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Old 08-04-2018, 09:51 PM
Raider Disliker Raider Disliker is offline
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Default Permanent Cellar Dwellers?

I have followed the San Diego Padres since the expansion season of 1969. Which brings up a problem -- 2019 represents the 50th Anniversary of the club, and there is not much to celebrate.

Item: Padres trade their All-Star reliever, Mr. Hand, to Cleveland ("Mr. Hand" is a "Fast Times at Ridgemont High" reference; "Ridgemont High" = "Clairemont High").

Item: Padres' Manager Andy Green, in a post-game press conference, attributes a loss to "bad luck". Branch Rickey of the Brooklyn and L.A. Dodgers correctly stated: "Luck is the residue of design" -- i.e., by good planning, you put yourself in the position to have good luck, and to exploit it.

The more general problem is that through the brilliance of marketing and ancillary distractions, each game is like a party where events on the field are just background, like a kind of elevator music. Success on the field? A chain of .400 seasons shows that there is no serious commitment to success.

It is easy enough to say L.A., New York, and Chicago are the major media markets where the money is, and the Padres are just a small town franchise like Pittsburgh, just can't economically compete. Yet, St. Louis, for instance, does well enough over time.

Ownership needs to conduct some sort of survey or referendum among the fan base to determine what strategy the fans would support to try to bring this team back to relevance. They may as well play 2019 in 1969 style uniforms; they are starting over from square one. There will have to be major investments in the farm team system; the Padres will have to "grow their own". Bidding on veterans is a waste of money. If they have a decent starter or reliever, keep him! Pitching, defense, and speed and aggression on the base paths is the cheapest, most efficient approach to becoming competitive.

I would hope that the glories of, say, 1984 are not out of reach in what's left of my lifetime.
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Old 08-12-2018, 05:42 AM
ltinabottle ltinabottle is offline
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Disappointing season indeed. That was to be expected due to the youth movement. A.J. really should let the talented kids be brought up from the minor league to get some valuable experience. Freddy Tatis Jr. for one give him some playing time at short stop. The talented pitchers like Gore is another. The team is faltering badly in the 2nd half of the season might as well let the kids play and get some major league mentoring.

Also, this Baseball Academy in the Dominican Republic hasn't really developed many players to the roster. Any players brought up or on the horizon that I'm not aware of? It's been at least 6-7 years since they started this academy yet the team has nothing to show for it. San Diegans are growing impatient. We want to see something to cheer for but only see another losing season.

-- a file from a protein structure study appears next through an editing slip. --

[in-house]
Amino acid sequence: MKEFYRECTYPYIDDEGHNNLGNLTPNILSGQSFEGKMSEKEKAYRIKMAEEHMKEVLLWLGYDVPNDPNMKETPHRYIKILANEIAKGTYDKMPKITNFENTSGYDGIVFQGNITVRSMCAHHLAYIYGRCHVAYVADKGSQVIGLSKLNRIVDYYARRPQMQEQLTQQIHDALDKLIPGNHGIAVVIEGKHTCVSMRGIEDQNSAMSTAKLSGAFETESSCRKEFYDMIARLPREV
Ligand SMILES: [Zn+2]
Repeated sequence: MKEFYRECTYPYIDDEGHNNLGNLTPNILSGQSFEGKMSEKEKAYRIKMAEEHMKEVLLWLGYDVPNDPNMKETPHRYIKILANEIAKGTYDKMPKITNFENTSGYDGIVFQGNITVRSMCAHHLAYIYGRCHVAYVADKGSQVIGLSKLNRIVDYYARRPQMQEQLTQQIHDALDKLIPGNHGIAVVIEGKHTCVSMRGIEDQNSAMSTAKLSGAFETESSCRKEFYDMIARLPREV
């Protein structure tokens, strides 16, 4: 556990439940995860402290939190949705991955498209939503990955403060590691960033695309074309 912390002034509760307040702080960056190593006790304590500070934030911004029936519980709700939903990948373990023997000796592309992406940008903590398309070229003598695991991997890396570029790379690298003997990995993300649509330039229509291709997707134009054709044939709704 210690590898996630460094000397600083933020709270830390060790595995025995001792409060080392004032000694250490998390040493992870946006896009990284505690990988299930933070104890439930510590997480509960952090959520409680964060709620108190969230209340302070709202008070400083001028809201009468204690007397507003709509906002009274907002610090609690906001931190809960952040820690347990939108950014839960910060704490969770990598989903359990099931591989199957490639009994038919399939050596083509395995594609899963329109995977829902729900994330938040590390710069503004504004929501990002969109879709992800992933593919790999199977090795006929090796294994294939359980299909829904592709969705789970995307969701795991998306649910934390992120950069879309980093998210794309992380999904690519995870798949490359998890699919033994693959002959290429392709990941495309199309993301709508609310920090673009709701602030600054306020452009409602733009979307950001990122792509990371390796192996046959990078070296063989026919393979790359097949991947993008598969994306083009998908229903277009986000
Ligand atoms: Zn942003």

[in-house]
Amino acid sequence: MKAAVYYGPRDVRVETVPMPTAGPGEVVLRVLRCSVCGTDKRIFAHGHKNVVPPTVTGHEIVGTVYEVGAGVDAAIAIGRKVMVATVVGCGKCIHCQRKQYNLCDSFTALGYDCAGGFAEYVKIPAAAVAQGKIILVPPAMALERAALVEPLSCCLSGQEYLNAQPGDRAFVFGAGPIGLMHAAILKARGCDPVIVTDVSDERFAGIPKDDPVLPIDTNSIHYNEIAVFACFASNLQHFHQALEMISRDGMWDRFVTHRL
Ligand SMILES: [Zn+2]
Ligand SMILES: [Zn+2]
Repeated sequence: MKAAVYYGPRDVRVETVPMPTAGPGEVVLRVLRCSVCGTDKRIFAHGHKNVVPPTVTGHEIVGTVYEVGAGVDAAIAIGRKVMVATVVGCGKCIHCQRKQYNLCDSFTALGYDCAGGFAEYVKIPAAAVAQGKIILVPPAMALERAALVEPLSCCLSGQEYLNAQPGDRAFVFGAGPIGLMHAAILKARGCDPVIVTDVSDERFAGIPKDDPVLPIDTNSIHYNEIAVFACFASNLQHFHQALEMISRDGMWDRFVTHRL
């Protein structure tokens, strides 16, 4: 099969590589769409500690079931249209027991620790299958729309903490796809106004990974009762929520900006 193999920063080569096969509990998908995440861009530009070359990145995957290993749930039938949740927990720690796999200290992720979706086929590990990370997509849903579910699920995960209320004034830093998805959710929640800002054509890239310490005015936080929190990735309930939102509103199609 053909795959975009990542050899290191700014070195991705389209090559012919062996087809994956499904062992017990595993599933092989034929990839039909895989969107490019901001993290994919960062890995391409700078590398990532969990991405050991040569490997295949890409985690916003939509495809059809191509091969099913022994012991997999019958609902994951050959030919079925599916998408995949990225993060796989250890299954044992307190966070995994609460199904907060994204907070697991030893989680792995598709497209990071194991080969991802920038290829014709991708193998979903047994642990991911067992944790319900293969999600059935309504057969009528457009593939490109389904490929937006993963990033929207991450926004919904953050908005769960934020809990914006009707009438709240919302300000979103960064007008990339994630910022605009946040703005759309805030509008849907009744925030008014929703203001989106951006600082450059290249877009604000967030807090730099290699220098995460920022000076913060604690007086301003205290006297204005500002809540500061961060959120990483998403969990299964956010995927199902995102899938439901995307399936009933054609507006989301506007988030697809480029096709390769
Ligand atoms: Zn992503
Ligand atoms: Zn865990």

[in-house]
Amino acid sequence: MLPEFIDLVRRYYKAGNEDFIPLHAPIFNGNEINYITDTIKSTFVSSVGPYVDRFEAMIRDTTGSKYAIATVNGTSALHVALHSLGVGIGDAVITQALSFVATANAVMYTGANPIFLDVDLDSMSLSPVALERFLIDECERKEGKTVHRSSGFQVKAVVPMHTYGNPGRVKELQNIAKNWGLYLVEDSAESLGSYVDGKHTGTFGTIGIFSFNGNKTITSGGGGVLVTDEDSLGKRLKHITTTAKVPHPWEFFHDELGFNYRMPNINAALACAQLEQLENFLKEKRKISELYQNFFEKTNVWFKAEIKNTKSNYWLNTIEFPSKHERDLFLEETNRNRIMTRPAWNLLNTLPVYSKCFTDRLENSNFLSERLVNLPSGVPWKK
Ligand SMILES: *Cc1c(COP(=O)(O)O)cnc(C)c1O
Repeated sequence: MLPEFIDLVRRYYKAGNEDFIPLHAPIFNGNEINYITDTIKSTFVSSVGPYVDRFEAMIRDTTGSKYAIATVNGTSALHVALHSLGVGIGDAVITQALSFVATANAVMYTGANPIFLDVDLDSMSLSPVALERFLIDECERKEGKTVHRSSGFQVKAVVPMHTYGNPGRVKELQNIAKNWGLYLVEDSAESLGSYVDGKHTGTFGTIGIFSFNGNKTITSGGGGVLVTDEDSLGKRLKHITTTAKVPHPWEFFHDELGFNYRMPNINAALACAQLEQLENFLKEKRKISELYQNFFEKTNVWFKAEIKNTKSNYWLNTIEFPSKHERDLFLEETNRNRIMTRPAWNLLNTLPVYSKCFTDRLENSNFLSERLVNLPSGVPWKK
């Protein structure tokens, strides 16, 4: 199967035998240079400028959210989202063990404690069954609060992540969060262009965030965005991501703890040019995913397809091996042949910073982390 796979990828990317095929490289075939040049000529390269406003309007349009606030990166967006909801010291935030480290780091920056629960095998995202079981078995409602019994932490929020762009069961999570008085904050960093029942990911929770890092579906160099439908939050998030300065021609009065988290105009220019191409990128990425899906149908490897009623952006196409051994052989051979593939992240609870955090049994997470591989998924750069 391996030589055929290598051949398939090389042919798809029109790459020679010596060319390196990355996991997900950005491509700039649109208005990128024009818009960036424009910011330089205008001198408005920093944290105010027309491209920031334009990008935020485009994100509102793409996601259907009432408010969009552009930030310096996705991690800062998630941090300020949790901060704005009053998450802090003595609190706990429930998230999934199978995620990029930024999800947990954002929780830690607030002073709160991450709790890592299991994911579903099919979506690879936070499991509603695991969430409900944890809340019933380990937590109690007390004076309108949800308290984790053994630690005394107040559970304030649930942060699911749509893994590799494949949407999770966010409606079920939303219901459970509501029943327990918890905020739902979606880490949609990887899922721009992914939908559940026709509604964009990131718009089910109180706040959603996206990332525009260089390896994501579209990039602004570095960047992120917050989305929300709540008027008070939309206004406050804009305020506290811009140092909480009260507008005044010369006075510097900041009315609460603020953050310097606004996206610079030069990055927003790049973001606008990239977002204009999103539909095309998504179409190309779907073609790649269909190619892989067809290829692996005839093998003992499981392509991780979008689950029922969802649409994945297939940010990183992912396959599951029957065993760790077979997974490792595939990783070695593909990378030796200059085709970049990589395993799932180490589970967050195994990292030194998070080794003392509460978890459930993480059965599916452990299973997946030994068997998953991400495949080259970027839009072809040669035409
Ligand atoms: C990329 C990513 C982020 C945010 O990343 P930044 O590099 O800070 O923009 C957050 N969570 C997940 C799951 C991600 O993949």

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Old 08-18-2018, 02:44 PM
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UtahSanDiegoFan UtahSanDiegoFan is offline
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Quote:
Originally Posted by Raider Disliker View Post
I have followed the San Diego Padres since the expansion season of 1969. Which brings up a problem -- 2019 represents the 50th Anniversary of the club, and there is not much to celebrate.

Item: Padres trade their All-Star reliever, Mr. Hand, to Cleveland ("Mr. Hand" is a "Fast Times at Ridgemont High" reference; "Ridgemont High" = "Clairemont High").

Item: Padres' Manager Andy Green, in a post-game press conference, attributes a loss to "bad luck". Branch Rickey of the Brooklyn and L.A. Dodgers correctly stated: "Luck is the residue of design" -- i.e., by good planning, you put yourself in the position to have good luck, and to exploit it.

The more general problem is that through the brilliance of marketing and ancillary distractions, each game is like a party where events on the field are just background, like a kind of elevator music. Success on the field? A chain of .400 seasons shows that there is no serious commitment to success.

It is easy enough to say L.A., New York, and Chicago are the major media markets where the money is, and the Padres are just a small town franchise like Pittsburgh, just can't economically compete. Yet, St. Louis, for instance, does well enough over time.

Ownership needs to conduct some sort of survey or referendum among the fan base to determine what strategy the fans would support to try to bring this team back to relevance. They may as well play 2019 in 1969 style uniforms; they are starting over from square one. There will have to be major investments in the farm team system; the Padres will have to "grow their own". Bidding on veterans is a waste of money. If they have a decent starter or reliever, keep him! Pitching, defense, and speed and aggression on the base paths is the cheapest, most efficient approach to becoming competitive.

I would hope that the glories of, say, 1984 are not out of reach in what's left of my lifetime.
I feel your pain. It is difficult to watch, but I do anyway...

The owners did invest over $100 million a couple of years ago on international players, most of them teenagers. Many of them are top prospects. We'll see. Keep the Faith!
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